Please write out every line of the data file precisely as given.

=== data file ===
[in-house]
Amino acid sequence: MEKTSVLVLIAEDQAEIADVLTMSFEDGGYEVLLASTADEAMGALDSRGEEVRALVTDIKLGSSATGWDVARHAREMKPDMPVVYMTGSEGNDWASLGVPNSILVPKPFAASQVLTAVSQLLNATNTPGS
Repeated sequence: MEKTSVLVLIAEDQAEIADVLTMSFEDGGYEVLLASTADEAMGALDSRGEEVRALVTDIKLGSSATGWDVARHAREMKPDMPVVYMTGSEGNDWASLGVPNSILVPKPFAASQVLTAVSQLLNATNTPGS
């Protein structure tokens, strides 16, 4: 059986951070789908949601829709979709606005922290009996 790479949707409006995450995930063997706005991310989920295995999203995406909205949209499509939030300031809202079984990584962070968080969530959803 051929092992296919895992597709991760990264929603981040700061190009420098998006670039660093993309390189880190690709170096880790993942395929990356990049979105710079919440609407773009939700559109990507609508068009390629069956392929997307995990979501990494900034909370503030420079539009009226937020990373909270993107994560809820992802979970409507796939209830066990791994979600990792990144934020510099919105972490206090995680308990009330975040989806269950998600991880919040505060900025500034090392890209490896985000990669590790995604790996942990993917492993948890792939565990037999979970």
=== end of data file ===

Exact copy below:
[in-house]
Amino acid sequence: MEKTSVLVLIAEDQAEIADVLTMSFEDGGYEVLLASTADEAMGALDSRGEEVRALVTDIKLGSSATGWDVARHAREMKPDMPVVYMTGSEGNDWASLGVPNSILVPKPFAASQVLTAVSQLLNATNTPGS
Repeated sequence: MEKTSVLVLIAEDQAEIADVLTMSFEDGGYEVLLASTADEAMGALDSRGEEVRALVTDIKLGSSATGWDVARHAREMKPDMPVVYMTGSEGNDWASLGVPNSILVPKPFAASQVLTAVSQLLNATNTPGS
């Protein structure tokens, strides 16, 4: 059986951070789908949601829709979709606005922290009996 790479949707409006995450995930063997706005991310989920295995999203995406909205949209499509939030300031809202079984990584962070968080969530959803 051929092992296919895992597709991760990264929603981040700061190009420098998006670039660093993309390189880190690709170096880790993942395929990356990049979105710079919440609407773009939700559109990507609508068009390629069956392929997307995990979501990494900034909370503030420079539009009226937020990373909270993107994560809820992802979970409507796939209830066990791994979600990792990144934020510099919105972490206090995680308990009330975040989806269950998600991880919040505060900025500034090392890209490896985000990669590790995604790996942990993917492993948890792939565990037999979970």